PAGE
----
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An Open Letter to Ari Melber About Ice Cube

And about anti-Semitism in the world of hip-hop, from the legendary Def Jam publicist

by
Bill Adler
July 30, 2020
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This article is part of Black Israelism.
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Ari,

Like you, I’m a hip-hop head. (I was director of publicity at Def Jam from 1984 to 1990.) And, like you, I’m a Jew. I’m also completely devoted to your work on The Beat. My wife and I tune into every episode. That’s why it was so distressing to watch your segment with Ice Cube last Friday night. Your reasoning, apparently, was to give him props today—in the midst of the Black Lives Matter uprising—for having written and recorded “Fuck Tha Police” in 1988. This brotherly gesture would have been more persuasive if Cube hadn’t authored a series of anti-Semitic posts recently.

Dutiful reporter that you are, you asked Cube about one of those posts just three minutes into the 16-minute segment. It’s a cartoon of a bunch of elderly white men playing Monopoly on a board that rests on the backs of Black people. The caption reads: “All we have to do is stand up and their little game is over.” The cartoon struck many folks as anti-Semitic and ignited a firestorm of outrage. After all, the trope of Jewish world domination goes back at least as far as The Protocols of the Elders of Zion. Additionally, a number of the men at the table have suspiciously hooked noses. But when you asked Cube about it, he said, “I didn’t know the history of that picture when I put it up. I just saw the people at the bottom. And I understand that now that it’s supposed to be a caricature of other communities.”

You followed up: “So for people who say, ‘Wait—is he trying to say something about Jews?’—your response is what?”

“Not at all,” Cube said. “I’m just trying to say there’s a rich power structure and there’s poor people at the bottom.”

You accepted that explanation, but I’m more than dubious. I know that the majority of Black folks don’t distinguish Jews from other “white” people. But Cube? As you well know, this is the rapper whose “No Vaseline,” released in 1991, identifies Jerry Heller, NWA’s manager, as “the Jew” who broke “up my crew.” The same song also features a charming bit of advice about how to deal with Heller: “Get rid of that Devil real simple, put a bullet in his temple/ ’Cause you can’t be the Niggaz 4 Life crew/ With a Jew tellin’ you what to do.”

It was also in ’91, at a press conference promoting Death Certificate—the album that contains “No Vaseline”—that Cube endorsed a book published by the Nation of Islam titled The Secret Relationship Between Blacks and Jews, Volume 1. A fairly substantial-looking tome, it is in fact a rancid and fraudulent recounting of that relationship devoted to the purported oppression and persecution of Blacks by Jews between 1492 and the end of the Civil War.

Back in the present, it’s worth noting that Cube’s Monopoly cartoon was part of a Twitter spree of other images that homed in on Jews fairly directly. One is of dark-skinned folks building the pyramids. The caption reads: “Hebrew Israelites, slaves in ancient Egypt. Clearly, they are a black people.” Personally, I’m fine with the notion that our tribe is not white. But what Cube is suggesting, in line with the beliefs of the so-called Black Israelites, is that lighter-skinned Jews are not real Jews. Cube followed up this tweet with another on June 10, this one featuring the “The Black Cube of Saturn,” which features the cube in question embedded in the center of the Star of David. It was also on June 10 that Cube tweeted out praise for “The Honorable Louis Farrakhan.” I’m guessing, Ari, that your interview with Cube might’ve been a little less harmonious if you’d asked him not only about the Monopoly image, but about the Black Cube and his die-hard devotion to Farrakhan.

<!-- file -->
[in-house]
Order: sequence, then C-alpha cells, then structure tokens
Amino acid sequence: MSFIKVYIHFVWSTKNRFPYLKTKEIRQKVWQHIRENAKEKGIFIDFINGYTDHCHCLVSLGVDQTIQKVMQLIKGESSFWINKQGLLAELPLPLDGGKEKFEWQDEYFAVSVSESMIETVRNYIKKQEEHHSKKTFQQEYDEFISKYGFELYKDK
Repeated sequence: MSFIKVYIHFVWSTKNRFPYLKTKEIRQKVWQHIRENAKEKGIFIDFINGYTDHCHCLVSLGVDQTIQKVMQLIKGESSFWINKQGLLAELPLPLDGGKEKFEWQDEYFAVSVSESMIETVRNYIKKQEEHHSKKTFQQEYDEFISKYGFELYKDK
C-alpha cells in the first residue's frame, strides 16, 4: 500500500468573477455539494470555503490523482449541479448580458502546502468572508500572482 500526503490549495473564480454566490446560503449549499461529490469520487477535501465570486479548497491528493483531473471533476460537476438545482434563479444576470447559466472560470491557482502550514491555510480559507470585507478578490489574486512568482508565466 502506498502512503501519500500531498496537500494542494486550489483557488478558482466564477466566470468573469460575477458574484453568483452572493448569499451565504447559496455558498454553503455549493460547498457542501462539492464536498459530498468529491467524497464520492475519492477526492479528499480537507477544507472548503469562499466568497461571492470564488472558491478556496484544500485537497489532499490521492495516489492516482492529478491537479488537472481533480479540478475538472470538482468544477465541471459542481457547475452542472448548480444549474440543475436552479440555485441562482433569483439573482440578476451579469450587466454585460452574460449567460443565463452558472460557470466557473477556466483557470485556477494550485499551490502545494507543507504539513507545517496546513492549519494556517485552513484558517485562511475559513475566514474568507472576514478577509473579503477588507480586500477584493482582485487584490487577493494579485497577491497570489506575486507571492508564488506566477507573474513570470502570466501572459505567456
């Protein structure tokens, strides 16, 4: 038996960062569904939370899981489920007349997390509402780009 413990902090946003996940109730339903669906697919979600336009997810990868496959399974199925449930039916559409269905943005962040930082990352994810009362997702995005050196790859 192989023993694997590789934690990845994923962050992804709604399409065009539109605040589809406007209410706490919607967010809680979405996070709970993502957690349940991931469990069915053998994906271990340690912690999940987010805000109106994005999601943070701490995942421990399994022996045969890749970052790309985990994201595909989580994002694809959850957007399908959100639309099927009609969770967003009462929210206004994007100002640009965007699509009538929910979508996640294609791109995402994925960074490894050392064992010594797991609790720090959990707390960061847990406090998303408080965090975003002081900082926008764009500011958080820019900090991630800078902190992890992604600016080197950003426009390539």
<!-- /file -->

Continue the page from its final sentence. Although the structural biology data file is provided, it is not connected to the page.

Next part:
I’ll note, by the way, that a person doesn’t have to be Jewish to oppose anti-Semitism, any more than a person has to be Black, brown, yellow, or red to oppose racism. Cube’s latest anti-Semitic outbursts have been denounced by Roxane Gay, Marc Lamont Hill, and Kareem Abdul-Jabbar, among many others. Cube responded to Abdul-Jabbar’s recent opinion piece in The Hollywood Reporter by suggesting that Jabbar wrote it after accepting the magazine’s offer of “30 pieces of silver.” This of course is a way of calling Abdul-Jabbar a Judas (and casting Cube himself as Jesus). But let’s not forget that the “chief priests” described in the New Testament as paying Judas to betray Jesus were Jewish. At the very least we all should be able to agree that Ice Cube has a long history of anti-Semitic remarks and rhymes and that his recent tweets “in general implied that Jews were responsible for the oppression of blacks,” as Abdul-Jabbar put it.

Like you, I accept Ice Cube as a warrior against racism, but I reject his belief that “the Jews” are the chief perpetrators of this oppression. A more clear-minded individual would see what Cornel West laid out in an essay titled “Black Anti-Semitism and the Rhetoric of Resentment”—“Black people have searched desperately for allies in the struggle against racism—and have found Jews to be disproportionately represented in the ranks of that struggle.” And, as West also noted, “We black folk have been in the forefront of the struggle against American racism. If these efforts fall prey to anti-Semitism, then the principled attempt to combat racism forfeits much of its moral credibility—and we all lose.”

I don’t expect Cube to accept West’s argument. I’m more hopeful about you.

Sincerely,

Bill Adler

Bill Adler is a music journalist and critic who specializes in hip-hop. He was director of publicity at Def Jam Recordings from 1984 to 1990.

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